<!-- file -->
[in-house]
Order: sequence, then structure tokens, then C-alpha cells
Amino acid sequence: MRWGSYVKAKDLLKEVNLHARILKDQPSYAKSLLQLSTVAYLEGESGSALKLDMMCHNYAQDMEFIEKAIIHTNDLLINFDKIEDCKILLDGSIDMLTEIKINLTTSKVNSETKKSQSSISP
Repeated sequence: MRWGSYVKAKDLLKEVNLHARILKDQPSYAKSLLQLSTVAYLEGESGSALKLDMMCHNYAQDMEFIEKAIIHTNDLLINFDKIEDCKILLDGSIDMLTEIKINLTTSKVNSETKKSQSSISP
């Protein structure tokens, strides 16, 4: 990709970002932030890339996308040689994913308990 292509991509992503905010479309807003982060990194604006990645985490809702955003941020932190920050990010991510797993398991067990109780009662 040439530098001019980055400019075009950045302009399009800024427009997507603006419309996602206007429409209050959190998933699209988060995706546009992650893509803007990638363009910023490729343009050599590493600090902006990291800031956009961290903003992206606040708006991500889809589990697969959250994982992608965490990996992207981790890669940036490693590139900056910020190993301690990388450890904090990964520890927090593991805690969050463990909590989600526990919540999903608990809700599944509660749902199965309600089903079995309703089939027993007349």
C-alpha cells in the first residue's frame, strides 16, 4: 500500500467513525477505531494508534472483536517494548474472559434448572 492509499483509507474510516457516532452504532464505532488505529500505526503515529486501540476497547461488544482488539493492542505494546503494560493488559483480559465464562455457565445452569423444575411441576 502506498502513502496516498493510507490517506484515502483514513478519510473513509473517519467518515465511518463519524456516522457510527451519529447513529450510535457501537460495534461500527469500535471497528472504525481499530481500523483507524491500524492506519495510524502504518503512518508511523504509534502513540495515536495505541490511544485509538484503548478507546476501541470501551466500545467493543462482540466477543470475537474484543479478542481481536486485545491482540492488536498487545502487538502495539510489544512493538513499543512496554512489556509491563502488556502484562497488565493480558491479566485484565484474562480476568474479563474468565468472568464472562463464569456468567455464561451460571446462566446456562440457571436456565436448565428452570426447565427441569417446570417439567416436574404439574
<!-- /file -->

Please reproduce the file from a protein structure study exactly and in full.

[in-house]
Order: sequence, then structure tokens, then C-alpha cells
Amino acid sequence: MRWGSYVKAKDLLKEVNLHARILKDQPSYAKSLLQLSTVAYLEGESGSALKLDMMCHNYAQDMEFIEKAIIHTNDLLINFDKIEDCKILLDGSIDMLTEIKINLTTSKVNSETKKSQSSISP
Repeated sequence: MRWGSYVKAKDLLKEVNLHARILKDQPSYAKSLLQLSTVAYLEGESGSALKLDMMCHNYAQDMEFIEKAIIHTNDLLINFDKIEDCKILLDGSIDMLTEIKINLTTSKVNSETKKSQSSISP
């Protein structure tokens, strides 16, 4: 990709970002932030890339996308040689994913308990 292509991509992503905010479309807003982060990194604006990645985490809702955003941020932190920050990010991510797993398991067990109780009662 040439530098001019980055400019075009950045302009399009800024427009997507603006419309996602206007429409209050959190998933699209988060995706546009992650893509803007990638363009910023490729343009050599590493600090902006990291800031956009961290903003992206606040708006991500889809589990697969959250994982992608965490990996992207981790890669940036490693590139900056910020190993301690990388450890904090990964520890927090593991805690969050463990909590989600526990919540999903608990809700599944509660749902199965309600089903079995309703089939027993007349």
C-alpha cells in the first residue's frame, strides 16, 4: 500500500467513525477505531494508534472483536517494548474472559434448572 492509499483509507474510516457516532452504532464505532488505529500505526503515529486501540476497547461488544482488539493492542505494546503494560493488559483480559465464562455457565445452569423444575411441576 502506498502513502496516498493510507490517506484515502483514513478519510473513509473517519467518515465511518463519524456516522457510527451519529447513529450510535457501537460495534461500527469500535471497528472504525481499530481500523483507524491500524492506519495510524502504518503512518508511523504509534502513540495515536495505541490511544485509538484503548478507546476501541470501551466500545467493543462482540466477543470475537474484543479478542481481536486485545491482540492488536498487545502487538502495539510489544512493538513499543512496554512489556509491563502488556502484562497488565493480558491479566485484565484474562480476568474479563474468565468472568464472562463464569456468567455464561451460571446462566446456562440457571436456565436448565428452570426447565427441569417446570417439567416436574404439574